For what the law was powerless to do in that it was weakened by our sinful nature, God did by sending his own Son in the likeness of sinful man to be a sin offering. And so he condemned sin in the sinful man, in order that the righteous requirement of the law might be fully met in us, who do not live according to our sinful nature but according to the Spirit.
This is a beautiful description of the good news in Jesus Christ. Paul says the Law is powerless to produce righteousness. It cannot do it. It cannot make us good — no way. It can demand and demand and demand, but it cannot enable and it never will. This, by the way, is why nagging somebody never helps. Nagging is a form of law, and God will not let the Law nag us because it doesn’t help. It only makes it worse. If you try to nag your husband or wife or child, you will find that the same thing happens there. Nagging only makes them worse. Why? The reason, Paul says, is because the Law only stirs up the power of sin. It releases this force, this beast within us, this powerful engine that takes over and carries us where we don’t want to go. That is why nagging, or any form of the Law, will never work. It is not because there is anything wrong with what is being said — it is because of the weakness of the flesh that it cannot work. Paul says in First Corinthians 15, “The sting of death is sin, and the strength of sin is the law,” (1 Corinthians 15:56). The Law keeps sin going, it stirs it up.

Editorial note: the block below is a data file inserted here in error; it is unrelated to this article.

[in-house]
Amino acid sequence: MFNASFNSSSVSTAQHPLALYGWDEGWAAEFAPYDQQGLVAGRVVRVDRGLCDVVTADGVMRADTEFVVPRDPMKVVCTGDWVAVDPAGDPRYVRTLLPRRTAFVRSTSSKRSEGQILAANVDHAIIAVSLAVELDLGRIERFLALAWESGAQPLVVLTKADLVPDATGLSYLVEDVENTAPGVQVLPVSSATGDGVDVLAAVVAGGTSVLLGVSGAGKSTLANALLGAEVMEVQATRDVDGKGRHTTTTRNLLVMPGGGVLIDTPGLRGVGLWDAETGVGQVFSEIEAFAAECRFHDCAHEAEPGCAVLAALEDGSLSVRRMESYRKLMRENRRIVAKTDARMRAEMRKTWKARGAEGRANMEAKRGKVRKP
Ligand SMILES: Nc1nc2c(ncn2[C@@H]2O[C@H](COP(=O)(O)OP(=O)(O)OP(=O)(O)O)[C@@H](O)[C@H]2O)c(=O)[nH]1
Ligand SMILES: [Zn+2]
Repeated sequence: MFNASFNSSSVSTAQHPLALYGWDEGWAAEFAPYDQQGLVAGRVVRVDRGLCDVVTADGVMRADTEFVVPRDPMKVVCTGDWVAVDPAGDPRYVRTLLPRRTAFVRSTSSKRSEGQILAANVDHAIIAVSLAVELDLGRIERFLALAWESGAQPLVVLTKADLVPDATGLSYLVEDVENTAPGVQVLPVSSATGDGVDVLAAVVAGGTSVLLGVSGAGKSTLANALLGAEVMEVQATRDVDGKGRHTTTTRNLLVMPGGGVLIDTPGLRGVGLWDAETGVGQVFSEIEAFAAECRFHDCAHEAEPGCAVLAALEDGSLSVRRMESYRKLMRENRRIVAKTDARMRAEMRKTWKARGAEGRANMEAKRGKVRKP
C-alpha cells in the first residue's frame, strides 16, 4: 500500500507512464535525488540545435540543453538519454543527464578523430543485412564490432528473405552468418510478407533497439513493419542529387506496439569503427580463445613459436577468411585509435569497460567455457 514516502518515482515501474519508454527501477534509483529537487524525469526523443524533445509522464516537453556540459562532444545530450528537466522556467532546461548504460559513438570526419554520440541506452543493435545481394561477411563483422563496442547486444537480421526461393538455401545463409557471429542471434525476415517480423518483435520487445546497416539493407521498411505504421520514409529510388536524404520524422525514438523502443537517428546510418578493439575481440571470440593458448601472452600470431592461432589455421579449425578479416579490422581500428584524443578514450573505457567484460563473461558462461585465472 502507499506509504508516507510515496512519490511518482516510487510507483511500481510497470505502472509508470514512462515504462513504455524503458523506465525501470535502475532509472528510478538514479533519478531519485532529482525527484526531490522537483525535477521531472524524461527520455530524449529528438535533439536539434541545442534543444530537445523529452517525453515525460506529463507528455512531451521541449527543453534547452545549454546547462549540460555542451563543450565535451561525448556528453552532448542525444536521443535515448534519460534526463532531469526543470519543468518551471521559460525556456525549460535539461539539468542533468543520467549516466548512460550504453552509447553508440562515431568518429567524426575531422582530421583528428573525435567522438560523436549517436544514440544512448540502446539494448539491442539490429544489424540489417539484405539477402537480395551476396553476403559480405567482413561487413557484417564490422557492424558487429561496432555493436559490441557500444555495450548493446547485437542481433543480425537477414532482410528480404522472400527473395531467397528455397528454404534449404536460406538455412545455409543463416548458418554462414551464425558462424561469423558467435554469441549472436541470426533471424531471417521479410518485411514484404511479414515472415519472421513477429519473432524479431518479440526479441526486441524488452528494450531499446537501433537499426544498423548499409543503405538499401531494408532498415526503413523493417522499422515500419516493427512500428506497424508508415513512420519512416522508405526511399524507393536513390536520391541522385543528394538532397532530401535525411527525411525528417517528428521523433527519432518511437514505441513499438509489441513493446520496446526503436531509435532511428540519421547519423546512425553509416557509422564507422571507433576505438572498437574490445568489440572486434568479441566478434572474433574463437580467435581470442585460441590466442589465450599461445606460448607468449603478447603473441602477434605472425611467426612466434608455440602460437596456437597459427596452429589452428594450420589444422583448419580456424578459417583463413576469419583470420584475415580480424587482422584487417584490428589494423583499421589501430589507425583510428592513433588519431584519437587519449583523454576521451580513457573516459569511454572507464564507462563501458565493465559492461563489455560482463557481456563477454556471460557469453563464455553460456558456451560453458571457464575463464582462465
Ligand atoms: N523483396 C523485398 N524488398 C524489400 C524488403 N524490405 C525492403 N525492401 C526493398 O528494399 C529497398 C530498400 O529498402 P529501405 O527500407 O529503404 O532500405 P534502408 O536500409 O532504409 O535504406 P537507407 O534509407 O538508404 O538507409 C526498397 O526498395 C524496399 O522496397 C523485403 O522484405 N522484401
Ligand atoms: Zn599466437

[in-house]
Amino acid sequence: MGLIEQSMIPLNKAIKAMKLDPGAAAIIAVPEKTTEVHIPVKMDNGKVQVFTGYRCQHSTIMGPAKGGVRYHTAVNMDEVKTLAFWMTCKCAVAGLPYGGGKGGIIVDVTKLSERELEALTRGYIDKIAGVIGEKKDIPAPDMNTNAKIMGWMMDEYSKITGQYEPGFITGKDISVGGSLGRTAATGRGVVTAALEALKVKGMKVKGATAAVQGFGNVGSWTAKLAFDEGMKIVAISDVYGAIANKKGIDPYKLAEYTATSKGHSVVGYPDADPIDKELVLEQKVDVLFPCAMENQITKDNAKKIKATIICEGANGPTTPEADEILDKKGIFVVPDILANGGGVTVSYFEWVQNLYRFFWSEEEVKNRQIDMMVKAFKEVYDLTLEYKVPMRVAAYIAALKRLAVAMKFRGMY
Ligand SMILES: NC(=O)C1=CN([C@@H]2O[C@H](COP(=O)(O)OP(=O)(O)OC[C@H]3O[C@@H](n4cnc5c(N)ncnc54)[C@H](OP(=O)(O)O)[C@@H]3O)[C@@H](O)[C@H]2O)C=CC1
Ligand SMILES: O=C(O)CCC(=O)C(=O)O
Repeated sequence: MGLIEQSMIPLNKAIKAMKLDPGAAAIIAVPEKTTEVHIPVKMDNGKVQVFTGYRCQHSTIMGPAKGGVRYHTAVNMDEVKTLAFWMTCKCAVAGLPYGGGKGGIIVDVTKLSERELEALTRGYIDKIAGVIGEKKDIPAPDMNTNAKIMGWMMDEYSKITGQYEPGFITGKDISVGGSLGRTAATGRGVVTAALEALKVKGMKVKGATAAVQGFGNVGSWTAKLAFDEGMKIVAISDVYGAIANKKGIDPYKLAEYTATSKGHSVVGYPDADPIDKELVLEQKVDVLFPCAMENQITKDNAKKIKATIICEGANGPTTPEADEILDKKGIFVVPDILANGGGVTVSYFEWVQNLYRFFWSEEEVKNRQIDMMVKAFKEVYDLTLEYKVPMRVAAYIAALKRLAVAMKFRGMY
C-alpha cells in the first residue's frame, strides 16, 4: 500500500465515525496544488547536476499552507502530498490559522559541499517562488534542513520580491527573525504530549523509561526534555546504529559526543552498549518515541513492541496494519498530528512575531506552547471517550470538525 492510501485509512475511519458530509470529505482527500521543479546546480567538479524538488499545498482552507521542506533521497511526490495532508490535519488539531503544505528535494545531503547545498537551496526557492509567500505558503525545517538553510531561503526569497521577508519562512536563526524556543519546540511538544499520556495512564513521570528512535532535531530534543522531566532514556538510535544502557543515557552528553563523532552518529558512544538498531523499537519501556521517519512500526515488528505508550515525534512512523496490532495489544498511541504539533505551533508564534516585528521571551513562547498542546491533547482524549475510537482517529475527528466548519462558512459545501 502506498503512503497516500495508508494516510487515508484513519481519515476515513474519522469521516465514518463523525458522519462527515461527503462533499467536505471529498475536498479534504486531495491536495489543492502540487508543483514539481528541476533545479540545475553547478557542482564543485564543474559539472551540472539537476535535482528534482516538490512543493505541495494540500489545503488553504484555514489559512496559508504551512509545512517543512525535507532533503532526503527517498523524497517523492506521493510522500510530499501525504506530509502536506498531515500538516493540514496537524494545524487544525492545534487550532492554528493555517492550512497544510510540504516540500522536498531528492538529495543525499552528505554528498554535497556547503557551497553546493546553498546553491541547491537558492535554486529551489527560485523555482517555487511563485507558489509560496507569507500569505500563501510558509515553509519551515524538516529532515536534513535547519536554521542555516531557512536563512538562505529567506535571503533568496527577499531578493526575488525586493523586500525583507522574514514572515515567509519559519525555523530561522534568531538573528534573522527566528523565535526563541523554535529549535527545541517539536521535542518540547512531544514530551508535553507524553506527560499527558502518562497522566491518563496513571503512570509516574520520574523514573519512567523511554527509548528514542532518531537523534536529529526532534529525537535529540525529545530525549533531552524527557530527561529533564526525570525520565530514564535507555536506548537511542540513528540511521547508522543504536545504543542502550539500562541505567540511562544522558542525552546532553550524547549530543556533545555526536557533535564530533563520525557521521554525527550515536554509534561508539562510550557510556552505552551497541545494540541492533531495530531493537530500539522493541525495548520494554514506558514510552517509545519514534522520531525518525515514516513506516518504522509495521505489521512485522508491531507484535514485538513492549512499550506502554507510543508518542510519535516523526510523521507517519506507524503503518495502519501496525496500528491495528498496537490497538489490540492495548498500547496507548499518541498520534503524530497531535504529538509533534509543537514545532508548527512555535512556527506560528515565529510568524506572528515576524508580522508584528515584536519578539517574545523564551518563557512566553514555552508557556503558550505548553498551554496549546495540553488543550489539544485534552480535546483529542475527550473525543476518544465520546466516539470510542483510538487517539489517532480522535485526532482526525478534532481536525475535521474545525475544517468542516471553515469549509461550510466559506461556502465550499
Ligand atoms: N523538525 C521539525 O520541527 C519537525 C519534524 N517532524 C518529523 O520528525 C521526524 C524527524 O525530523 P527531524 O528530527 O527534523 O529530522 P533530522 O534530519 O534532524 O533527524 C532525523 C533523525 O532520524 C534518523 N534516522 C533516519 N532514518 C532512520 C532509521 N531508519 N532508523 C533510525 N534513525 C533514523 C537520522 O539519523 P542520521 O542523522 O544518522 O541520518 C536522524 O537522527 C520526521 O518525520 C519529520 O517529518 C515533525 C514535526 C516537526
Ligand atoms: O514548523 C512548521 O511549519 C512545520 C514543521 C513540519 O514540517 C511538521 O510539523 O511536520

To break through this vicious circle, Paul says, God sent forth his own son. There is a beautiful tenderness about this. He sent “his own Son.” He did not send an angel, he did not send a man — he sent his own Son as a man, in the likeness of sinful flesh. Notice that. He did not send him just in the likeness of flesh, but in the likeness of sinful flesh. Jesus had a real body, a body like yours and mine. Since sin has been done in the body, it has to be judged and broken in the body. Therefore, Jesus had a body. But it was not just a body of sinful flesh, it was the likeness of sinful flesh. It was like our sinful bodies, in that it was subject to infirmities (Jesus was weak and tired and hungry and weary), but there was no sin in him. Paul preserves that very carefully here.
In that body of flesh, without sin, he became sin. As we read here, he was offered as an offering for sin. And in the mystery of the cross, which we can never, never understand, no matter how long we live, somehow the Lord Jesus, at the hour of darkness, gathered up all the sins of the world, all the terrible, evil, foul, awful injustice, crime, and misery that we have seen throughout history, from every person, gathered it into himself, and brought it to an end by dying. The good news is that somehow, by faith in him, we get involved in that death.
Father, thank you that the way out of my struggle with sin is not by forcing myself to be different, but by seeing that I already am different. I have been cleansed and purified and made whole in Jesus Christ. He is my life, and I belong to him and always will. Help me to believe it and to act that way.
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Are our lives being sculpted by the power of God’s amazing grace? Do we live as ones liberated from the dead works of performance and demand? Is this freedom evident in our relationships with others? Are we responding with awe and gratitude to both the mystery and reality of God’s gift in His Son?